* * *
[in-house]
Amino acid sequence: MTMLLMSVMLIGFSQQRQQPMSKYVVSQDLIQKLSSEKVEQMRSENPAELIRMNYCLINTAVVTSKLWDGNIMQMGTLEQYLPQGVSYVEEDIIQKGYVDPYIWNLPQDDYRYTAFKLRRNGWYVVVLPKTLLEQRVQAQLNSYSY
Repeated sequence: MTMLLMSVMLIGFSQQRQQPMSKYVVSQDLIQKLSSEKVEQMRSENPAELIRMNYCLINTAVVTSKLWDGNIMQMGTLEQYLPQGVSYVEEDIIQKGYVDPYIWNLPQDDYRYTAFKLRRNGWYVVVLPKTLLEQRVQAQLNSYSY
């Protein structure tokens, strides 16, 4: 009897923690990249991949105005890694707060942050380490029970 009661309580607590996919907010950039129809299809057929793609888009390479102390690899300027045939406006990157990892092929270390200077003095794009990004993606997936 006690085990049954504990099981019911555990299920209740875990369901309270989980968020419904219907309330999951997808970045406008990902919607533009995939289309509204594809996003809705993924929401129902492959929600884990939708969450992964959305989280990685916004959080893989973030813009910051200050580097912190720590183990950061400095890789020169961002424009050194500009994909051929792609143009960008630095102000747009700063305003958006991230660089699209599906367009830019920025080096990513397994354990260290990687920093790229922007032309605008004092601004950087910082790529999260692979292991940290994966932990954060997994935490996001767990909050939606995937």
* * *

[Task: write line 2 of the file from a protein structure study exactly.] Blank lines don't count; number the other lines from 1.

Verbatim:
Amino acid sequence: MTMLLMSVMLIGFSQQRQQPMSKYVVSQDLIQKLSSEKVEQMRSENPAELIRMNYCLINTAVVTSKLWDGNIMQMGTLEQYLPQGVSYVEEDIIQKGYVDPYIWNLPQDDYRYTAFKLRRNGWYVVVLPKTLLEQRVQAQLNSYSY